Contemporary technology allows the transmission of videos, photos, and data to distant sites.[35] It is not yet clear if this will eliminate the need for a physical examination also. Remote viewing of images and data are acceptable, but are no substitute for physical contact. This is especially the case with telemedicine, when a physician may consult with a remotely sited consultant. Here, however, a patient-physician relationship already exists between two parties. Indeed, data exchange serves as latter day equivalent of a third party physical examination in such instances.

Technology permits this kind of healthcare without any primary contact with a qualified caregiver. This type of care, "between strangers," is of uncertain merit. It is cheaper, quicker, and more convenient at a time when - some might say - that traditional health insurance and the cost of drugs are straying beyond the reach of many. The worried-well may seek care for discomfort that past generations would have dismissed as trivial or inevitable. [36](p684-7)

The same electronic information technologies that aid the health-providers also empower the health-seekers who can gain easier access, whilst remaining anonymous.[37](p143) While anonymity encourages honesty, it can sometimes mask a poor level of care, and perhaps even greed of some "caregivers".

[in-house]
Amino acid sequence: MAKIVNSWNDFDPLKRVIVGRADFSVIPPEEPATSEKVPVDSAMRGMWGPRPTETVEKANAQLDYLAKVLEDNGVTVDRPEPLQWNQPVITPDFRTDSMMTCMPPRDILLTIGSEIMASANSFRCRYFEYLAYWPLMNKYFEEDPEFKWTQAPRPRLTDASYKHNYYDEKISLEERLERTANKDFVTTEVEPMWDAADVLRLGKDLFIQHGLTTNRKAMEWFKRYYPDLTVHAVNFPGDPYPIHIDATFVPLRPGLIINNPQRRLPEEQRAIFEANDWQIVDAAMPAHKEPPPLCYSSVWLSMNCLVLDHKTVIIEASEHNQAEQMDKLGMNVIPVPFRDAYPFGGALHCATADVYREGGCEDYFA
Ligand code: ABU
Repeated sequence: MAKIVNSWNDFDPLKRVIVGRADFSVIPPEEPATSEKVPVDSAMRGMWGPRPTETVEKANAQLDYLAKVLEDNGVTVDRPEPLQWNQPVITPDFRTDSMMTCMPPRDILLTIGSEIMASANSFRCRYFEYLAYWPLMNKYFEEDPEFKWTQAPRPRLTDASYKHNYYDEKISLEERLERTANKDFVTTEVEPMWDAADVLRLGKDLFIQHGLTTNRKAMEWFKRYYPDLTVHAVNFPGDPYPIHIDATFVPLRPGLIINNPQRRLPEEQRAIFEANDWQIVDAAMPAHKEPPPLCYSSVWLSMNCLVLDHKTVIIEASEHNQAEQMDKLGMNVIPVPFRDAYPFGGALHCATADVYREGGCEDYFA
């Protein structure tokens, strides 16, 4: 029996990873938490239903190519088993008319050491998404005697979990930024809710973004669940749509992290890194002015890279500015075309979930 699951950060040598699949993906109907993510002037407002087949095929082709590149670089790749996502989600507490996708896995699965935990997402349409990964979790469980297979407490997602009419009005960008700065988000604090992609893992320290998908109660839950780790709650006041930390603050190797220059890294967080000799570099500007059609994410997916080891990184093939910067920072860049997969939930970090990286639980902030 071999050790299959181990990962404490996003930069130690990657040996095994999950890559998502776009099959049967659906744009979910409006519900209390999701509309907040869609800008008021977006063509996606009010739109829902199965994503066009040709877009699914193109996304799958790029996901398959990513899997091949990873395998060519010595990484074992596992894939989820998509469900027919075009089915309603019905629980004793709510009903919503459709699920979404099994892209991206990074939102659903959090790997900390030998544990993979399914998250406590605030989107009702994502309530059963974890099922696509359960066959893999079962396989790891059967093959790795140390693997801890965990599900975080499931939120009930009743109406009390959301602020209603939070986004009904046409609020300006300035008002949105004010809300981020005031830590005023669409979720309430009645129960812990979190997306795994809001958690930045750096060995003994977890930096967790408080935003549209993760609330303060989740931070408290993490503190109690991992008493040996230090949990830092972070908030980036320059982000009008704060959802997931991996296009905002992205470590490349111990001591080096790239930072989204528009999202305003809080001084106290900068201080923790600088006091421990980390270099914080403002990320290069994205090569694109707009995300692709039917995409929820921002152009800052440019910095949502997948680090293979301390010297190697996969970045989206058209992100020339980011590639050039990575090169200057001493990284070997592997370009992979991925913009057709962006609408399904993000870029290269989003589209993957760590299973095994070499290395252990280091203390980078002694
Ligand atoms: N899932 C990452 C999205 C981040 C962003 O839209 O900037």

Over time, barriers to access such as cost, inconveniece or embarrassment have encouraged patients to seek out in absentia care. The ultimate "balance sheet" of risks and benefits of remote care is yet to emerge. What is clear, however, is that in absentia care is not by any means a new phenomenon: e-doctors practising telemedicine is simply a technological variation on a theme as old as medicine itself.

ReferencesEdit

  1. ^ ^ Miller TE, Derse AR. Between strangers: the practice of medicine online. Health Aff (Millwood) 2002;21(4):168-79.
  2. ^ ^ ^ ^ Amara R, Robert Wood Johnson Foundation., Institute for the Future. Health and health care 2010 : the forecast, the challenge. Second ed. San Francisco: Jossey-Bass; 2003.
  3. ^ Weisbord SD, Soule JB, Kimmel PL. Poison on line--acute renal failure caused by oil of wormwood purchased through the Internet. N Engl J Med 1997;337(12):825-7.
  4. ^ ^ ^ Fung CH, Woo HE, Asch SM. Controversies and legal issues of prescribing and dispensing medications using the Internet. Mayo Clin Proc 2004;79(2):188-94.
  5. ^ Jensen JA, Hickman NJ, 3rd, Landrine H, Klonoff EA. Availability of tobacco to youth via the Internet. Jama 2004;291(15):1837.
  6. ^ Nunn JF. Ancient Egyptian medicine. Norman: University of Oklahoma Press; 1996.
  7. ^ Garrison FH. An introduction to the history of medicine : with medical chronology, suggestions for study and bibliographic data. 4th ed. Philadelphia: W.B. Saunders; 1929.